A nuclear fuels company has gained U.S. regulatory approval to produced a new form of uranium and demonstrate its scalability in the next year.
The Nuclear Regulatory Commission gave its approval to Centrus Energy Corp.’s request to produce high-assay, low-enriched uranium (HALEU) at its enrichment facility in Piketon, Ohio, the company said. The Piketon facility also is now licensed to enrich uranium up to 20 percent U-235 and can demonstrate HALEU production early next year, according to the release.
“This approval is a major milestone in our contract with the Department of Energy,” said Daniel B. Poneman, Centrus President and CEO. “We appreciate the dedicated and rigorous work of the NRC staff and Commissioners in their review and approval of our license amendment request.”
Centrus says that HALEU-based fuels will be needed for most advanced reactor designs currently under development. Developers of nine of the 10 advanced reactor designs selected for funding under the Department of Energy’s Advanced Reactor Demonstration Program, including the two demonstration reactors, have said they will rely on HALEU-based fuels, according to the company.
Many small modular reactors offer the possibility of developing carbon-free nuclear production with small footprints and price tags than conventional plants, such as Georgia Power’s $27 billion Vogtle 3 and 4 expansion. They would rely, however, on a fuel not currently commercially available, which is HALEU.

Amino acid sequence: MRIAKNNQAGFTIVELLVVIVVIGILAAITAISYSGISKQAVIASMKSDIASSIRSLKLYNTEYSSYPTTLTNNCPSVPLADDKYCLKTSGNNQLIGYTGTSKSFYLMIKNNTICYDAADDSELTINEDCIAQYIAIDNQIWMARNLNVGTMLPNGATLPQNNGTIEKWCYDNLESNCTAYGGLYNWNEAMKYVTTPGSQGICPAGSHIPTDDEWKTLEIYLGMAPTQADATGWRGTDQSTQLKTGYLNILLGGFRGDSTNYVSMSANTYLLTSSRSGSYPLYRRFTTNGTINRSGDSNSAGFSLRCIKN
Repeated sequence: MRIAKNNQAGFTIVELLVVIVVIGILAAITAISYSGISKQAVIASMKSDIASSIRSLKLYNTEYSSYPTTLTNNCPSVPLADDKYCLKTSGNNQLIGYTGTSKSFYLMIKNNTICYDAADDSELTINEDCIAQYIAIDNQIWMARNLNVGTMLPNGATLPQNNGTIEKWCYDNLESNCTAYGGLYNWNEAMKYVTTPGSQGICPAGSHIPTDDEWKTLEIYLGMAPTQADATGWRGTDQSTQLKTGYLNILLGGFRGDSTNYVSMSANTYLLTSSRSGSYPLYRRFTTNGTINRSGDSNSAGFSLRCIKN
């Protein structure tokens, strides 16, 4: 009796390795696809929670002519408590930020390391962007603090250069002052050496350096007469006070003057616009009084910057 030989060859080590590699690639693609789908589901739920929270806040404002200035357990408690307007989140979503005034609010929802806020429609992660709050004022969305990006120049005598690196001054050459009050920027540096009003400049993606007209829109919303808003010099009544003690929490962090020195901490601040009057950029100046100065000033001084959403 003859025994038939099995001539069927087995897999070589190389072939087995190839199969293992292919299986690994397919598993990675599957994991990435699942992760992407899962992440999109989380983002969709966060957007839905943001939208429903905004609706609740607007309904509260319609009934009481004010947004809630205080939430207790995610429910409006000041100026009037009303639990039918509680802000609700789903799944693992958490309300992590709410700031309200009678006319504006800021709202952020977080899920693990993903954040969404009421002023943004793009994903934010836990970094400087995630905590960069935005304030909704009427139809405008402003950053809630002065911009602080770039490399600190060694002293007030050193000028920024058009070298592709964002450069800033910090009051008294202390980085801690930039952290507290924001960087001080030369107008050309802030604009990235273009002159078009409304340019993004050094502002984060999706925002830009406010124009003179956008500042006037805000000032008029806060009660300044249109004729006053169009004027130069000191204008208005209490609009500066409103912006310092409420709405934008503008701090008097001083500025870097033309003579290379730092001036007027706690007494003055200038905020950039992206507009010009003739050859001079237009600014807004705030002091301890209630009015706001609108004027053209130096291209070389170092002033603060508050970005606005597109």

The fledgling SMR industry anticipates it may need 600 metric tonnes of HALEU by 2030 to deploy these new reactors.
The U.S. Department of Energy defines HALEU as enriched uranium between 5 and 20 percent, while the existing fleet runs on a maximum 5 percent enriched U-235. The higher level is required for most U.S. advanced reactors to achieve smaller designs which gain more power per unit of volume, according to DOE.
Under a 2019 contract with the U.S. Department of Energy’s Office of Nuclear Energy, Centrus is constructing a cascade of sixteen AC100M centrifuges – a U.S.-origin technology – to demonstrate production of HALEU. The three year, $115 million, cost-shared contract runs through mid-2022.